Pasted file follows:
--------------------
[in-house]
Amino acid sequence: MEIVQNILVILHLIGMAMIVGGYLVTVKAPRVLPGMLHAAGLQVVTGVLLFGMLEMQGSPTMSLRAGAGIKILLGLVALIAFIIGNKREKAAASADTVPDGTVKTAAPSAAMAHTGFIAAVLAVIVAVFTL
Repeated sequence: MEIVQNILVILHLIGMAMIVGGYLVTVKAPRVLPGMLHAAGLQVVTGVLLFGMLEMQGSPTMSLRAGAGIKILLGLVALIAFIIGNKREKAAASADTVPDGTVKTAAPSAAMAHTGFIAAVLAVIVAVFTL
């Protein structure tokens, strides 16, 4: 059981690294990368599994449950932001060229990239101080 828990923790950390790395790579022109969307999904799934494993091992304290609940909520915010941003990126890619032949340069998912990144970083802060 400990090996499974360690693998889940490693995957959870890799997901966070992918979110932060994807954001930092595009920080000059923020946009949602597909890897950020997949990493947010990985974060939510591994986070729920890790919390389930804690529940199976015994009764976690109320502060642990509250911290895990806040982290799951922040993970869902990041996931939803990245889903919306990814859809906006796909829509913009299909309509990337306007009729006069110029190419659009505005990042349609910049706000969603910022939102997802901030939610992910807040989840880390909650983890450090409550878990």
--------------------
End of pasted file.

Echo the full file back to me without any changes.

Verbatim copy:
[in-house]
Amino acid sequence: MEIVQNILVILHLIGMAMIVGGYLVTVKAPRVLPGMLHAAGLQVVTGVLLFGMLEMQGSPTMSLRAGAGIKILLGLVALIAFIIGNKREKAAASADTVPDGTVKTAAPSAAMAHTGFIAAVLAVIVAVFTL
Repeated sequence: MEIVQNILVILHLIGMAMIVGGYLVTVKAPRVLPGMLHAAGLQVVTGVLLFGMLEMQGSPTMSLRAGAGIKILLGLVALIAFIIGNKREKAAASADTVPDGTVKTAAPSAAMAHTGFIAAVLAVIVAVFTL
């Protein structure tokens, strides 16, 4: 059981690294990368599994449950932001060229990239101080 828990923790950390790395790579022109969307999904799934494993091992304290609940909520915010941003990126890619032949340069998912990144970083802060 400990090996499974360690693998889940490693995957959870890799997901966070992918979110932060994807954001930092595009920080000059923020946009949602597909890897950020997949990493947010990985974060939510591994986070729920890790919390389930804690529940199976015994009764976690109320502060642990509250911290895990806040982290799951922040993970869902990041996931939803990245889903919306990814859809906006796909829509913009299909309509990337306007009729006069110029190419659009505005990042349609910049706000969603910022939102997802901030939610992910807040989840880390909650983890450090409550878990």